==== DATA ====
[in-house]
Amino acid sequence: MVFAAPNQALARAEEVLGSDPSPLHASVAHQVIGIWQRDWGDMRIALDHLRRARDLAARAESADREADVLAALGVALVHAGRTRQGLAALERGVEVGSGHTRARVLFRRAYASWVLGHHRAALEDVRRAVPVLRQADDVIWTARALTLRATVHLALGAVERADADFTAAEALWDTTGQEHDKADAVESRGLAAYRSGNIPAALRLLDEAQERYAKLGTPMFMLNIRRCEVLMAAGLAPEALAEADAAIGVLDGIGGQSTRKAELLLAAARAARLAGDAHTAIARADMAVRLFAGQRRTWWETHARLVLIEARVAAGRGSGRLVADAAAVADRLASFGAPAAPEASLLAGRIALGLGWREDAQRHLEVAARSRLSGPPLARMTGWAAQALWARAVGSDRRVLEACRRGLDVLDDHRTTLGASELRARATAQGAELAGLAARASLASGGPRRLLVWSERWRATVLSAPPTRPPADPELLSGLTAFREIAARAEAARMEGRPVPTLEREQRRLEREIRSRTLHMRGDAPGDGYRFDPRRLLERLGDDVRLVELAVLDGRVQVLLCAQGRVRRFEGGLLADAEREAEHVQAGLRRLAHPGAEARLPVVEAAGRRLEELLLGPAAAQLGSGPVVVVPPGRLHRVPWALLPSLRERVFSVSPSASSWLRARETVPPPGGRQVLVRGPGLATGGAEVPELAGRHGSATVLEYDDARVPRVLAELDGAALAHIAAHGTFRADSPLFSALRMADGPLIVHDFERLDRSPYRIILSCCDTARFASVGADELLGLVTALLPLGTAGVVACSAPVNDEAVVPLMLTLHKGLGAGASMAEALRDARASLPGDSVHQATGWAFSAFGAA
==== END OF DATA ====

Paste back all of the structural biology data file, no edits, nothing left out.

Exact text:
[in-house]
Amino acid sequence: MVFAAPNQALARAEEVLGSDPSPLHASVAHQVIGIWQRDWGDMRIALDHLRRARDLAARAESADREADVLAALGVALVHAGRTRQGLAALERGVEVGSGHTRARVLFRRAYASWVLGHHRAALEDVRRAVPVLRQADDVIWTARALTLRATVHLALGAVERADADFTAAEALWDTTGQEHDKADAVESRGLAAYRSGNIPAALRLLDEAQERYAKLGTPMFMLNIRRCEVLMAAGLAPEALAEADAAIGVLDGIGGQSTRKAELLLAAARAARLAGDAHTAIARADMAVRLFAGQRRTWWETHARLVLIEARVAAGRGSGRLVADAAAVADRLASFGAPAAPEASLLAGRIALGLGWREDAQRHLEVAARSRLSGPPLARMTGWAAQALWARAVGSDRRVLEACRRGLDVLDDHRTTLGASELRARATAQGAELAGLAARASLASGGPRRLLVWSERWRATVLSAPPTRPPADPELLSGLTAFREIAARAEAARMEGRPVPTLEREQRRLEREIRSRTLHMRGDAPGDGYRFDPRRLLERLGDDVRLVELAVLDGRVQVLLCAQGRVRRFEGGLLADAEREAEHVQAGLRRLAHPGAEARLPVVEAAGRRLEELLLGPAAAQLGSGPVVVVPPGRLHRVPWALLPSLRERVFSVSPSASSWLRARETVPPPGGRQVLVRGPGLATGGAEVPELAGRHGSATVLEYDDARVPRVLAELDGAALAHIAAHGTFRADSPLFSALRMADGPLIVHDFERLDRSPYRIILSCCDTARFASVGADELLGLVTALLPLGTAGVVACSAPVNDEAVVPLMLTLHKGLGAGASMAEALRDARASLPGDSVHQATGWAFSAFGAA